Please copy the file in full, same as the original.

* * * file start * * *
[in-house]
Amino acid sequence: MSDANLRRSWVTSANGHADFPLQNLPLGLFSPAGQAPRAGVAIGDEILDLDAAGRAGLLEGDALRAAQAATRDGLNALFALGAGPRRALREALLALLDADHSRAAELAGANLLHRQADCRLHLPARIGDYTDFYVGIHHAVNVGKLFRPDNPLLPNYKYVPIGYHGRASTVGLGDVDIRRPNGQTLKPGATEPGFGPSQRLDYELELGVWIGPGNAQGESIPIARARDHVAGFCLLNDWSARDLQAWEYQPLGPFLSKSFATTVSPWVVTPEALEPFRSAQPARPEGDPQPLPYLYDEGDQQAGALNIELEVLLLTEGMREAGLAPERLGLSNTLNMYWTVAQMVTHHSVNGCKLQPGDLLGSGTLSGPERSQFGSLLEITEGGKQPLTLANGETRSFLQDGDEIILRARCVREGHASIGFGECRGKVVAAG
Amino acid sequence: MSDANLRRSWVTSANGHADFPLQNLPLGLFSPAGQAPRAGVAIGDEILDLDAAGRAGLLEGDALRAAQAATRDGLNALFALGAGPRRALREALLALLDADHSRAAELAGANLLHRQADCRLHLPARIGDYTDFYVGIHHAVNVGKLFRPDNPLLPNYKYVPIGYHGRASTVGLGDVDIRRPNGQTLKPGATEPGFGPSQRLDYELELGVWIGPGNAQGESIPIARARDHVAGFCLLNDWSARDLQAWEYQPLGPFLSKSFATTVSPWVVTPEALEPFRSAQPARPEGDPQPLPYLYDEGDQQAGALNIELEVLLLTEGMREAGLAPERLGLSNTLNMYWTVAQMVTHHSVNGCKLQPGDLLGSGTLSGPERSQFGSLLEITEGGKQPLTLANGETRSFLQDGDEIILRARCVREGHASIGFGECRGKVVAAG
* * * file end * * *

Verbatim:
[in-house]
Amino acid sequence: MSDANLRRSWVTSANGHADFPLQNLPLGLFSPAGQAPRAGVAIGDEILDLDAAGRAGLLEGDALRAAQAATRDGLNALFALGAGPRRALREALLALLDADHSRAAELAGANLLHRQADCRLHLPARIGDYTDFYVGIHHAVNVGKLFRPDNPLLPNYKYVPIGYHGRASTVGLGDVDIRRPNGQTLKPGATEPGFGPSQRLDYELELGVWIGPGNAQGESIPIARARDHVAGFCLLNDWSARDLQAWEYQPLGPFLSKSFATTVSPWVVTPEALEPFRSAQPARPEGDPQPLPYLYDEGDQQAGALNIELEVLLLTEGMREAGLAPERLGLSNTLNMYWTVAQMVTHHSVNGCKLQPGDLLGSGTLSGPERSQFGSLLEITEGGKQPLTLANGETRSFLQDGDEIILRARCVREGHASIGFGECRGKVVAAG
Amino acid sequence: MSDANLRRSWVTSANGHADFPLQNLPLGLFSPAGQAPRAGVAIGDEILDLDAAGRAGLLEGDALRAAQAATRDGLNALFALGAGPRRALREALLALLDADHSRAAELAGANLLHRQADCRLHLPARIGDYTDFYVGIHHAVNVGKLFRPDNPLLPNYKYVPIGYHGRASTVGLGDVDIRRPNGQTLKPGATEPGFGPSQRLDYELELGVWIGPGNAQGESIPIARARDHVAGFCLLNDWSARDLQAWEYQPLGPFLSKSFATTVSPWVVTPEALEPFRSAQPARPEGDPQPLPYLYDEGDQQAGALNIELEVLLLTEGMREAGLAPERLGLSNTLNMYWTVAQMVTHHSVNGCKLQPGDLLGSGTLSGPERSQFGSLLEITEGGKQPLTLANGETRSFLQDGDEIILRARCVREGHASIGFGECRGKVVAAG